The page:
North Korea is warning that unless the United States agrees to direct talks on North Korea?s nuclear program, a military confrontation between the two nations could be inevitable.
Robert Raffaele has more on the story.
Washington launched a formal protest Monday about the March 2nd incident in which North Korean fighter jets intercepted a U.S. spy plane over international waters. That move prompted the Pentagon to send long-range bombers to the western Pacific island of Guam. Through its state-run media Monday, North Korea repeated its claim that the Bush administration is planning a military attack.
And South Korean President Roh-Moo-Hyun called for a stronger alliance with Washington, one day after the North test-fired a cruise missile over the Sea of Japan.
In Washington Monday, U.S.State Department Spokesperson Richard Boucher said North Korea must get the message that, in his words, it is ?losing out? through its actions.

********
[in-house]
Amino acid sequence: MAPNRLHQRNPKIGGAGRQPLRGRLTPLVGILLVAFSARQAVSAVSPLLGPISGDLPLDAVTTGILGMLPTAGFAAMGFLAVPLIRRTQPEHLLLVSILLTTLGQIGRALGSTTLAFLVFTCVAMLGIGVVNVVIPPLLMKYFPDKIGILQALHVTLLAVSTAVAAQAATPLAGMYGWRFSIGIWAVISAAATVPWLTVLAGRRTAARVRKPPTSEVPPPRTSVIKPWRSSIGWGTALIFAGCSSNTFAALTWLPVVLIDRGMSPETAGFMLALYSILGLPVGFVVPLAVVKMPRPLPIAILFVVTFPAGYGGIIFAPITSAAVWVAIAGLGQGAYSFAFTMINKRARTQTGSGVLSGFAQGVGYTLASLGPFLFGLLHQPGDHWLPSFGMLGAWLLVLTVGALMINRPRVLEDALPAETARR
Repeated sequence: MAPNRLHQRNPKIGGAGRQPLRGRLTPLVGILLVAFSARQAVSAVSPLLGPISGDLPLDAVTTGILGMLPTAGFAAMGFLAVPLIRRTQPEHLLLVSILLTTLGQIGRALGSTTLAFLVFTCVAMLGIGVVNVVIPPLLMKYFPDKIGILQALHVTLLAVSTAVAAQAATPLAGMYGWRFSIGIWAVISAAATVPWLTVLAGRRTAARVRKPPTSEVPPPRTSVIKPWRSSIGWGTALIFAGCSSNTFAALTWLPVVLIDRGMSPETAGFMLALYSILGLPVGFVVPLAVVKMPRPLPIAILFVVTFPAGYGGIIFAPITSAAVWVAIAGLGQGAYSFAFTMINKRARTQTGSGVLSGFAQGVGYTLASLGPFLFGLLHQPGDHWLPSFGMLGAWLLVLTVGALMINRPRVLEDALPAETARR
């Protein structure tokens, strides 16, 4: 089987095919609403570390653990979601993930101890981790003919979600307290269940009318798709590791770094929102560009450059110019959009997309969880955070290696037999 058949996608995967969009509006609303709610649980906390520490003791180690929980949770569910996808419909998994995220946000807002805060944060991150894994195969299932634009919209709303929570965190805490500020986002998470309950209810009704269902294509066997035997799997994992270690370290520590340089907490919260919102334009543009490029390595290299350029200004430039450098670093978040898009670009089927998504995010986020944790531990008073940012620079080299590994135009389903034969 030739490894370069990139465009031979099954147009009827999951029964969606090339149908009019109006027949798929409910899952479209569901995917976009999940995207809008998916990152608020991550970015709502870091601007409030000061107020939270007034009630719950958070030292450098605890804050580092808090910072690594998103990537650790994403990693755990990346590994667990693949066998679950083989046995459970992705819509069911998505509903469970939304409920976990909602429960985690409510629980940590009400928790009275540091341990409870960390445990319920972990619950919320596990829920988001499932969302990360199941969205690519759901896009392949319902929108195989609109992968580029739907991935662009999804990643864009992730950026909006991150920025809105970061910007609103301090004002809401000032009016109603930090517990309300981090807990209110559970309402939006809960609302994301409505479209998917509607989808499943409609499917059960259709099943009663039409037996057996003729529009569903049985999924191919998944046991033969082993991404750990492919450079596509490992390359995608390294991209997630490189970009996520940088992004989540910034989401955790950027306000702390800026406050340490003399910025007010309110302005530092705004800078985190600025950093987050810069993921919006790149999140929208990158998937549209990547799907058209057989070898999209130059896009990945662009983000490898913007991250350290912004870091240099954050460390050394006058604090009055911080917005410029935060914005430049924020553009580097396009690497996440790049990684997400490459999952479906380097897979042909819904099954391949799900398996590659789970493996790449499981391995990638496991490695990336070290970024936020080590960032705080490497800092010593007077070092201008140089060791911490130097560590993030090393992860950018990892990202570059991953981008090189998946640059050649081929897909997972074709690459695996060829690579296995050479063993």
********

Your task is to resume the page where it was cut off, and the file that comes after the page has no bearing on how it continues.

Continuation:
RICHARD BOUCHER,STATE DEPARTMENT SPOKESPERSON
?But I think it is fair to observe that it is not in North Korea?s best interests to continue down this track, continue movement in the wrong direction, to continue finding steps of whatever nature to make the problem more difficult.?
A recent satellite photograph appears to show a steam plume coming from North Korea?s nuclear reactor facility in Yongbyon, indicating that the reactor at the site has been restarted.
The nuclear dispute flared in October, when U.S. officials said Pyongyang admitted having re-started its nuclear program, in violation of a 1994 deal with the U.S. Washington and its allies suspended fuel shipments. The North retaliated by expelling UN monitors.
North Korea is repeating its calls for direct talks with Washington. The Bush administration is insisting on holding multi-lateral talks.